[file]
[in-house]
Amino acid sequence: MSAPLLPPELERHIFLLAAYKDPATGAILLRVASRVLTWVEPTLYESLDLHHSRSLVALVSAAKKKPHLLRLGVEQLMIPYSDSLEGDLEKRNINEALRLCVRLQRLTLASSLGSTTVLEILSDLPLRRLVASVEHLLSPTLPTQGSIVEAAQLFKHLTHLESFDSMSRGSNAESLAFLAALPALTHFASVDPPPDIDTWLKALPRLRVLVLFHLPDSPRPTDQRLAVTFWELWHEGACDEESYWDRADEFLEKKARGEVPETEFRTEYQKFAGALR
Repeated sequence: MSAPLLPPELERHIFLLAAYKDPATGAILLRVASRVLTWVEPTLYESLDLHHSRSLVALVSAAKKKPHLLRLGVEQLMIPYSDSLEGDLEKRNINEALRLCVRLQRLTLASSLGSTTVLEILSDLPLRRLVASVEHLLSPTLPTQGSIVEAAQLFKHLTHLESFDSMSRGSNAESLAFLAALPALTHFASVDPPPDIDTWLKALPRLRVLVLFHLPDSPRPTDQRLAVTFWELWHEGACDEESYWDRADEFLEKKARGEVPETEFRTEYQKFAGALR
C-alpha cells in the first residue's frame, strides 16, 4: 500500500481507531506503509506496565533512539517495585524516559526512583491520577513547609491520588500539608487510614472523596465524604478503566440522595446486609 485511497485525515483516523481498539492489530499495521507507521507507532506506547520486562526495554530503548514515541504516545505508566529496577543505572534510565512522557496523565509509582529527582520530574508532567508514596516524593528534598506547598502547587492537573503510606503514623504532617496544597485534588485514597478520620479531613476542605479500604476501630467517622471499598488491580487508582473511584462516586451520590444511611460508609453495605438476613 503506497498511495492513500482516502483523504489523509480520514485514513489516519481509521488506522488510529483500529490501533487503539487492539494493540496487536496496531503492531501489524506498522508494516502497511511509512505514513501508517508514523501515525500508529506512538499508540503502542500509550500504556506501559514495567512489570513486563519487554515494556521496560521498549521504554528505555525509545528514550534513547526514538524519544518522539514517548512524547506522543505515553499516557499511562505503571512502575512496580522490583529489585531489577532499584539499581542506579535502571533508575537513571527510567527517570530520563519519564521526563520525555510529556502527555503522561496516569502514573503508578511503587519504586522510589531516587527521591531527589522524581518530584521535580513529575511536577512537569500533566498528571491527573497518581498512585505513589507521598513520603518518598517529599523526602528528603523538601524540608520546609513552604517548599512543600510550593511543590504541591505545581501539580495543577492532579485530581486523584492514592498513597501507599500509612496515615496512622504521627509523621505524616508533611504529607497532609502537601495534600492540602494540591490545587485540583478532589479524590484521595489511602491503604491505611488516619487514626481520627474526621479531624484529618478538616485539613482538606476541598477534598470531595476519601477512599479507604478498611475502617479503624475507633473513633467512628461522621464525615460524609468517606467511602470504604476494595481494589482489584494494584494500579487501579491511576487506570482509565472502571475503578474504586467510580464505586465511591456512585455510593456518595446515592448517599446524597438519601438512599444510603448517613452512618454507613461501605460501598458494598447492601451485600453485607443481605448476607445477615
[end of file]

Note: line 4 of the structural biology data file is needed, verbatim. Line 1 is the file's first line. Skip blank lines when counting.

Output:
C-alpha cells in the first residue's frame, strides 16, 4: 500500500481507531506503509506496565533512539517495585524516559526512583491520577513547609491520588500539608487510614472523596465524604478503566440522595446486609 485511497485525515483516523481498539492489530499495521507507521507507532506506547520486562526495554530503548514515541504516545505508566529496577543505572534510565512522557496523565509509582529527582520530574508532567508514596516524593528534598506547598502547587492537573503510606503514623504532617496544597485534588485514597478520620479531613476542605479500604476501630467517622471499598488491580487508582473511584462516586451520590444511611460508609453495605438476613 503506497498511495492513500482516502483523504489523509480520514485514513489516519481509521488506522488510529483500529490501533487503539487492539494493540496487536496496531503492531501489524506498522508494516502497511511509512505514513501508517508514523501515525500508529506512538499508540503502542500509550500504556506501559514495567512489570513486563519487554515494556521496560521498549521504554528505555525509545528514550534513547526514538524519544518522539514517548512524547506522543505515553499516557499511562505503571512502575512496580522490583529489585531489577532499584539499581542506579535502571533508575537513571527510567527517570530520563519519564521526563520525555510529556502527555503522561496516569502514573503508578511503587519504586522510589531516587527521591531527589522524581518530584521535580513529575511536577512537569500533566498528571491527573497518581498512585505513589507521598513520603518518598517529599523526602528528603523538601524540608520546609513552604517548599512543600510550593511543590504541591505545581501539580495543577492532579485530581486523584492514592498513597501507599500509612496515615496512622504521627509523621505524616508533611504529607497532609502537601495534600492540602494540591490545587485540583478532589479524590484521595489511602491503604491505611488516619487514626481520627474526621479531624484529618478538616485539613482538606476541598477534598470531595476519601477512599479507604478498611475502617479503624475507633473513633467512628461522621464525615460524609468517606467511602470504604476494595481494589482489584494494584494500579487501579491511576487506570482509565472502571475503578474504586467510580464505586465511591456512585455510593456518595446515592448517599446524597438519601438512599444510603448517613452512618454507613461501605460501598458494598447492601451485600453485607443481605448476607445477615